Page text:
Convention center surviving because taxpayers subsidize it
The first week of January, Triangle Business Journal ran a story with the headline, “Raleigh Convention Center director wants to double its size.” In it, Doug Grissom, director of the Raleigh Convention Center, said there was more demand than the center could meet and that he’d like to double the space available for events. “We’d like to expand …We’re turning away business …The demand is there.”
I was surprised. Everything I’d heard led me to believe the convention center was losing money. Was I wrong? Were they actually making a profit and ready to expand?
One of the things about city-owned property is that you can usually find some financials, so I started digging around the City of Raleigh’s government website, and I found the Comprehensive Annual Financial Report. This is a document sure to cure insomnia — literally hundreds of pages of financial reports and spreadsheets. But there’s a lot of good, hard information in there.
The Convention Center is part of the larger Convention Center and Performing Arts Complex, which includes the Duke Energy Center for the Performing Arts, and the Red Hat Amphitheater. This means that some of the numbers cover the whole complex, not just the Convention Center itself, making it a little difficult to isolate just the Convention Center numbers the way I’d like. But here’s what I did find.
According to the City of Raleigh’s own accounts, the revenue from user charges at the Convention Center totaled just more than $6 million last year. Expenses were a little more than $8 million. That means revenues only covered three-quarters of expenses last year.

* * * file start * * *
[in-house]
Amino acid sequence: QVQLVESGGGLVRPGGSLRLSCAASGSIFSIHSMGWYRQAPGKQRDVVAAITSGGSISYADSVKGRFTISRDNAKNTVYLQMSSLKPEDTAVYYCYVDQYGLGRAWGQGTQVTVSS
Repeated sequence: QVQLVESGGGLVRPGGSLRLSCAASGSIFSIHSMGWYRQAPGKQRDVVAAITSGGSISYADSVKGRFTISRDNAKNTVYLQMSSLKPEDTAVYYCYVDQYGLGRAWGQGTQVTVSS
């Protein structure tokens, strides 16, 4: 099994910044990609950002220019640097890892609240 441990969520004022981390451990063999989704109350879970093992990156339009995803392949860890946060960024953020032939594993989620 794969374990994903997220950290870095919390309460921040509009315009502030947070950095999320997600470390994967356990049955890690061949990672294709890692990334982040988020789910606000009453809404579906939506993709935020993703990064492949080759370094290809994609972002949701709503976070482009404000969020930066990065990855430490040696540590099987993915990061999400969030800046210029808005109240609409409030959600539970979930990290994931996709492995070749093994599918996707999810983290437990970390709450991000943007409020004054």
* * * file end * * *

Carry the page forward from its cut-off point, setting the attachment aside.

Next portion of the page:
And if we look at that whole Convention Center and Performing Arts Complex? Well, the picture is similar, with total user charges of a little less than $14 million and expenditures of more than $17 million. That’s before we factor in the debt service for the complex, which ran to $25.5 million last year. The whole operation is deeply in the hole.
Enter the taxpayers. The Convention Center is surviving because Wake County taxpayers are subsidizing it (so if you live in Wake County, thanks, or maybe more appropriately, I’m sorry). We’re not talking about a small grant to help make ends meet. No, we’re talking tens of millions of dollars. The Convention Center Financing Fund alone contributed almost $20 million last year. That’s a fund of occupancy and food taxes from around the county, so every time you go out to eat you’re putting a little bit into the $20 million pot that props up the Convention Center.
If it was a private business, the Convention Center wouldn’t be looking to expand. Quite the opposite. It would be trying to figure out how to generate more revenue or trim costs so that it could avoid imminent bankruptcy. It would be in absolute crisis mode.
And all that demand Doug Grissom talks about? Well, it’s generated by offering deep discounts. Wake County taxpayers hand the Convention Center a huge pot of cash that it can then use to give away hotel rooms, or food, or conference space for free to the businesses, trade associations, and various other groups that use the Convention Center. You and I pay more every time we go out to eat so that some big corporation hosting a convention can pay less. That doesn’t seem to me like a very good deal. More Convention Center space would only increase the amount of those subsidies.
Rather than talking about expansion, the Convention Center should work on figuring out how to stand on its own two feet. The taxpayers have propped it up for long enough.
Julie Tisdale is city and county policy analyst for the John Locke Foundation.